If you have recently undergone an ultrasound scan of your abdomen, you may find that the report states that you have a ‘fatty liver’. A lot of our patients tend to get concerned regarding this, so we thought it best to briefly discuss what a fatty liver actually is.
What is fatty liver?
As the name suggests, fatty liver refers to the deposition of fat on the surface of the liver. In the medical world, it is also called Non – Alcoholic Fatty Liver Disease (NAFLD). Fatty liver can also be caused due to alcohol – this has not been discussed here, but will be discussed in our future blog posts.
Normally, the liver that is healthy does not have any fat on its surface or within its cells. However, in patients who are overweight or obese, fat tissue can deposit within the liver, causing fatty liver. Fatty liver is a fairly common condition, and most patients do have some degree of fat deposition on the liver that will show up on an ultrasound scan.
What are the types of fatty liver?
Broadly classified, there are 4 stages of fatty liver depending on how much fat is deposited on the liver and how much damage has been done to the liver cells.
1. Stage 1 – Simple fatty liver
This is also called ‘steatosis’ and refers to the deposition of small amount of fat tissue on the liver. Most patients have no symptoms associated with this. It is often discovered after patients whose blood tests show an abnormal liver function have an ultrasound scan of their abdomen.
2. Stage 2 – Non – Alcoholic Steatohepatitis
Commonly called NASH, this condition is a bit more advanced than stage 1. The liver cells are inflamed and damage to the cells begin. Patients may experience pain in the abdomen where the liver is located.
3. Stage 3 – Liver fibrosis
This refers to thickening and scar formation within the liver tissue that occurs due to long standing liver inflammation. This can affect the function of the liver.
4. Liver cirrhosis
This is an advanced stage of liver disease, where the healthy liver tissue is replaced by unhealthy scar tissue. The liver function is poor and the liver shrinks in size. It often occurs after years of damage to the liver tissue, and is unfortunately not reversible. Patients often have diabetes as well.
In patients who consume large amounts of alcohol everyday, fatty liver can occur. Pregnancy can also cause fatty liver, though this is quite rare.
Am I at risk?
There are a number of different risk factors that can lead to fatty liver. The table below lists the common ones.
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- Overweight or obese
- High blood pressure
- High blood cholesterol / triglycerides
- High fat diet
- Rapid weight loss
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- Age over 50 years
- Type II diabetes mellitus
- Hepatitis C
Is it serious?
Mild fatty changes on the liver scan with acceptable liver function tests is not serious. Just a few lifestyle changes can help reverse the damage to the liver.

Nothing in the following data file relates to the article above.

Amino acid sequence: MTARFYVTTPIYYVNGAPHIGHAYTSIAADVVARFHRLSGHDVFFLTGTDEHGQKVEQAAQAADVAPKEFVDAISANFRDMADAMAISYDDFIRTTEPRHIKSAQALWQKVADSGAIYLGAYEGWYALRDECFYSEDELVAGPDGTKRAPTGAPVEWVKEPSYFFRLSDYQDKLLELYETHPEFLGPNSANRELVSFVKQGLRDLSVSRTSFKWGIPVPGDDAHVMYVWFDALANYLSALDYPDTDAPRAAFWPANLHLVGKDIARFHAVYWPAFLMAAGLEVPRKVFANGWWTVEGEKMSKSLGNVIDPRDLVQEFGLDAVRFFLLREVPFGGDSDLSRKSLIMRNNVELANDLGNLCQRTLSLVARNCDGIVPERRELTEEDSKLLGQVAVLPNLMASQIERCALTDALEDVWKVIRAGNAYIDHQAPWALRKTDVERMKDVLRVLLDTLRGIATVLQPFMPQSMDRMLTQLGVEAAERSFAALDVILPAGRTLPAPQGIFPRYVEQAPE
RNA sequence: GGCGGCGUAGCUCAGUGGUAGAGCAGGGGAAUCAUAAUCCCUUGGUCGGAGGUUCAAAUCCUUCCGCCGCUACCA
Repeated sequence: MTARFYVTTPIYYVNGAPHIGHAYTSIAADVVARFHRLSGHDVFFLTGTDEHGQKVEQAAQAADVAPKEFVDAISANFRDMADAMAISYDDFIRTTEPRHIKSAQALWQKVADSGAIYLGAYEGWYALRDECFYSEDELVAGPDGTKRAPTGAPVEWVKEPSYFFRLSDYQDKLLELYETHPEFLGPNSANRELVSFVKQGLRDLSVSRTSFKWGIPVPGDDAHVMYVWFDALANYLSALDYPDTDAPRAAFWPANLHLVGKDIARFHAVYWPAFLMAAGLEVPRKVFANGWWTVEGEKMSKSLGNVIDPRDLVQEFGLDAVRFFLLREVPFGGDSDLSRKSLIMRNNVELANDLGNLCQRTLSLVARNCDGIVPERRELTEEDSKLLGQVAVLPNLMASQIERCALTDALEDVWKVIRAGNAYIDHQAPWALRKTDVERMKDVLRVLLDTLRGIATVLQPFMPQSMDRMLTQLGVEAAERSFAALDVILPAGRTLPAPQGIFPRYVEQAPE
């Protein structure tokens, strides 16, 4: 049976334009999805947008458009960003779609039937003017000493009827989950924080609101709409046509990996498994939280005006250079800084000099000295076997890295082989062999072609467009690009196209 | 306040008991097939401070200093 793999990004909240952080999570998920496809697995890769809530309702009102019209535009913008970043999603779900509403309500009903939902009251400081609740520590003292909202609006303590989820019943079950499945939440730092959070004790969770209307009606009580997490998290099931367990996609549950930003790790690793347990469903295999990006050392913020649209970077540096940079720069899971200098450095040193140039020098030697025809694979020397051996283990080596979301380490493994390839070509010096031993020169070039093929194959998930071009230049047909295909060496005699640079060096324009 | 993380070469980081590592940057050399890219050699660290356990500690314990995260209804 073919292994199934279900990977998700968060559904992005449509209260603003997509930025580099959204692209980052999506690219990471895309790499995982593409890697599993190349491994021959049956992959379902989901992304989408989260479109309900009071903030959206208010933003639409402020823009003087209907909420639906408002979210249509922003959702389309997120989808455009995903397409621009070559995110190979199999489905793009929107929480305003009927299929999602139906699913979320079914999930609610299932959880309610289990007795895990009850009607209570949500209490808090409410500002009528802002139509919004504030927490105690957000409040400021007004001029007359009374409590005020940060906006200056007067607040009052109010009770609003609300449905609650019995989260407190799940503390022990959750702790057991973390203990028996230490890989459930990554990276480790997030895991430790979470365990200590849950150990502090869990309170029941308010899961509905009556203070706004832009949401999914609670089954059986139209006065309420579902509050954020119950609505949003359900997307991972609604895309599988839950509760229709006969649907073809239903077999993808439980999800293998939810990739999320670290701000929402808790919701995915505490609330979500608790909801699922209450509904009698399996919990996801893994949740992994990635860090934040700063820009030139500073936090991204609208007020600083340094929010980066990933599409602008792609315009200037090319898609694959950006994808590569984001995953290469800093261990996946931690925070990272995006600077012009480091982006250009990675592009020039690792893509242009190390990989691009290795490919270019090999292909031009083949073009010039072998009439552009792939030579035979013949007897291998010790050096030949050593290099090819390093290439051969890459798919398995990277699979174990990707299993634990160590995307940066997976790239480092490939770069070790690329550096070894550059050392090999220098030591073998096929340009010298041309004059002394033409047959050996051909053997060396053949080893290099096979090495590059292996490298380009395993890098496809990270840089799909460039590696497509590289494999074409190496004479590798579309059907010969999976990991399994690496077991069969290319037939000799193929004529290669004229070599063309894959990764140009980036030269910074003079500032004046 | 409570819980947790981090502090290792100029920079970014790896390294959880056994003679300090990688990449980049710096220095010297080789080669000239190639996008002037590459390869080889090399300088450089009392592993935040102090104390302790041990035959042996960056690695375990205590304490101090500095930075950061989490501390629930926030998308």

On the other hand, fatty liver that progresses in the stages described above can be serious, and requires immediate attention. Patients can lose weight, become tired easily and can feel very weak. Patients can also become confused and may have trouble performing daily tasks. If the liver function is affected severely, then patients can become jaundiced and can bleed easily. Loss of muscle mass can also occur, and patients can accumulate fluid (pedal edema – read more). It can also cause liver cancer in its most advanced stages. NAFLD is also lined to the development of cardiovascular disease, and can increase the risk of heart disease by two fold.
In serious cases, patients may need additional tests to find out the cause of fatty liver. This can include obtaining a small sample of the liver tissue using a needle – a procedure called liver biopsy.
But do not worry, help is always at hand, and if you have concerns, make sure you discuss your report with your doctor.
What can I do to reverse fatty liver?
If fatty changes are mild, then there are certain things that you can do to prevent it from worsening, and helping reverse the damage.
1. Lose weight through diet and exercise
This probably the most important step. Weight loss can be achieved through diet and exercise. This weight loss needs to be gradual, as rapid weight loss can make fatty liver worse. Avoid high calorie foods such as rice, sweets, idlis, potatoes and sugar. Saturated fats such as ghee and palm oil can worsen the condition. If in doubt, seek help from a dietician on how to go about this.
2. Stop alcohol intake
Another important step. Stopping alcohol completely can reverse fatty liver damage in the early stages. This requires determination and perseverance, so make sure you make up your mind and tell yourself that you are going to do it!
3. Manage your diabetes
If you have type II diabetes and are taking treatment for it, make sure you observe the required treatment measures and dietary measures as prescribed by your doctor.
4. Take your medicines
If you are on treatment for high blood pressure or high cholesterol, make sure you take your treatment regularly and get your check ups are suggested by your doctor. There is believed to be a relationship between low vitamin D levels and non-alcoholic fatty liver disease, and vitamin D supplementation may be recommended.
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[note color=”#3aa3fd”]Fatty liver is reversible in its early stages. All it needs is a few lifestyle changes and medical treatment. This is easily done and is down to YOU! All it takes is a little determination![/note]
Fatty liver can occur due to a number of different causes. It is easily treated in the early stages, but can advance to an irreversible phase if left untreated. Certain simple lifestyle measures can help treat this condition effectively in early stages.